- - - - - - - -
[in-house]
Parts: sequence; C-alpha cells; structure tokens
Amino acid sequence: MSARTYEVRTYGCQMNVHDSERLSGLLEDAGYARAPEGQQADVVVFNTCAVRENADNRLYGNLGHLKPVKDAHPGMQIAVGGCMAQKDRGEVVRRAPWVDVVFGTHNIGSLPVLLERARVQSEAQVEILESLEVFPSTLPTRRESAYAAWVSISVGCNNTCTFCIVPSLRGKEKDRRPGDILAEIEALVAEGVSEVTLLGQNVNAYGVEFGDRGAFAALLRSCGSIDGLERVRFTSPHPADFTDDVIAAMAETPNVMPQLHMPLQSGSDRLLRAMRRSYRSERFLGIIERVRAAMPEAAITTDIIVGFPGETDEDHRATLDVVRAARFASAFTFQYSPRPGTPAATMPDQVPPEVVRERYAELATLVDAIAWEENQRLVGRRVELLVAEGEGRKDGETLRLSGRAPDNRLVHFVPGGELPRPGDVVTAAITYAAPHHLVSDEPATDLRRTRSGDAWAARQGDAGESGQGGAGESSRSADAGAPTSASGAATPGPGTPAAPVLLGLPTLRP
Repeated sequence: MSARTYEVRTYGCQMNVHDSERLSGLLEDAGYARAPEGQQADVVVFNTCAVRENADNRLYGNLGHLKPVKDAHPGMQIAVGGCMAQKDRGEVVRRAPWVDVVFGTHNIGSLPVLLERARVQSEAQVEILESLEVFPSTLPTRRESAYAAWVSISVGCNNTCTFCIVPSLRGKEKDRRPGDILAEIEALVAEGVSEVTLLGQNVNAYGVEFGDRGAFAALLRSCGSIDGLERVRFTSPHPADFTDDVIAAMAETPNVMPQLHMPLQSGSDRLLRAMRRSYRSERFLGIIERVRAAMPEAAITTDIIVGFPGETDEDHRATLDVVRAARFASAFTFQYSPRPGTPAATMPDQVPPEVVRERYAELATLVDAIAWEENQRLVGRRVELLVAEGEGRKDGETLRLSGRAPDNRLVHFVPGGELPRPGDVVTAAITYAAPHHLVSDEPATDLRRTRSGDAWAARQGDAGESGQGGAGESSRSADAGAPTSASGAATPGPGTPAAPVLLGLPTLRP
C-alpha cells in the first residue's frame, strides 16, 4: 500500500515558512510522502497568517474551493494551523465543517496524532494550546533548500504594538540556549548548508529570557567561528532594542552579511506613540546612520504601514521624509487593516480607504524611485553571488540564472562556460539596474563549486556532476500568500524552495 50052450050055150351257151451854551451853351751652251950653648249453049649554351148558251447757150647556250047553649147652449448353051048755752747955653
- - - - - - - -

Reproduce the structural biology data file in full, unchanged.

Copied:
[in-house]
Parts: sequence; C-alpha cells; structure tokens
Amino acid sequence: MSARTYEVRTYGCQMNVHDSERLSGLLEDAGYARAPEGQQADVVVFNTCAVRENADNRLYGNLGHLKPVKDAHPGMQIAVGGCMAQKDRGEVVRRAPWVDVVFGTHNIGSLPVLLERARVQSEAQVEILESLEVFPSTLPTRRESAYAAWVSISVGCNNTCTFCIVPSLRGKEKDRRPGDILAEIEALVAEGVSEVTLLGQNVNAYGVEFGDRGAFAALLRSCGSIDGLERVRFTSPHPADFTDDVIAAMAETPNVMPQLHMPLQSGSDRLLRAMRRSYRSERFLGIIERVRAAMPEAAITTDIIVGFPGETDEDHRATLDVVRAARFASAFTFQYSPRPGTPAATMPDQVPPEVVRERYAELATLVDAIAWEENQRLVGRRVELLVAEGEGRKDGETLRLSGRAPDNRLVHFVPGGELPRPGDVVTAAITYAAPHHLVSDEPATDLRRTRSGDAWAARQGDAGESGQGGAGESSRSADAGAPTSASGAATPGPGTPAAPVLLGLPTLRP
Repeated sequence: MSARTYEVRTYGCQMNVHDSERLSGLLEDAGYARAPEGQQADVVVFNTCAVRENADNRLYGNLGHLKPVKDAHPGMQIAVGGCMAQKDRGEVVRRAPWVDVVFGTHNIGSLPVLLERARVQSEAQVEILESLEVFPSTLPTRRESAYAAWVSISVGCNNTCTFCIVPSLRGKEKDRRPGDILAEIEALVAEGVSEVTLLGQNVNAYGVEFGDRGAFAALLRSCGSIDGLERVRFTSPHPADFTDDVIAAMAETPNVMPQLHMPLQSGSDRLLRAMRRSYRSERFLGIIERVRAAMPEAAITTDIIVGFPGETDEDHRATLDVVRAARFASAFTFQYSPRPGTPAATMPDQVPPEVVRERYAELATLVDAIAWEENQRLVGRRVELLVAEGEGRKDGETLRLSGRAPDNRLVHFVPGGELPRPGDVVTAAITYAAPHHLVSDEPATDLRRTRSGDAWAARQGDAGESGQGGAGESSRSADAGAPTSASGAATPGPGTPAAPVLLGLPTLRP
C-alpha cells in the first residue's frame, strides 16, 4: 500500500515558512510522502497568517474551493494551523465543517496524532494550546533548500504594538540556549548548508529570557567561528532594542552579511506613540546612520504601514521624509487593516480607504524611485553571488540564472562556460539596474563549486556532476500568500524552495 50052450050055150351257151451854551451853351751652251950653648249453049649554351148558251447757150647556250047553649147652449448353051048755752747955653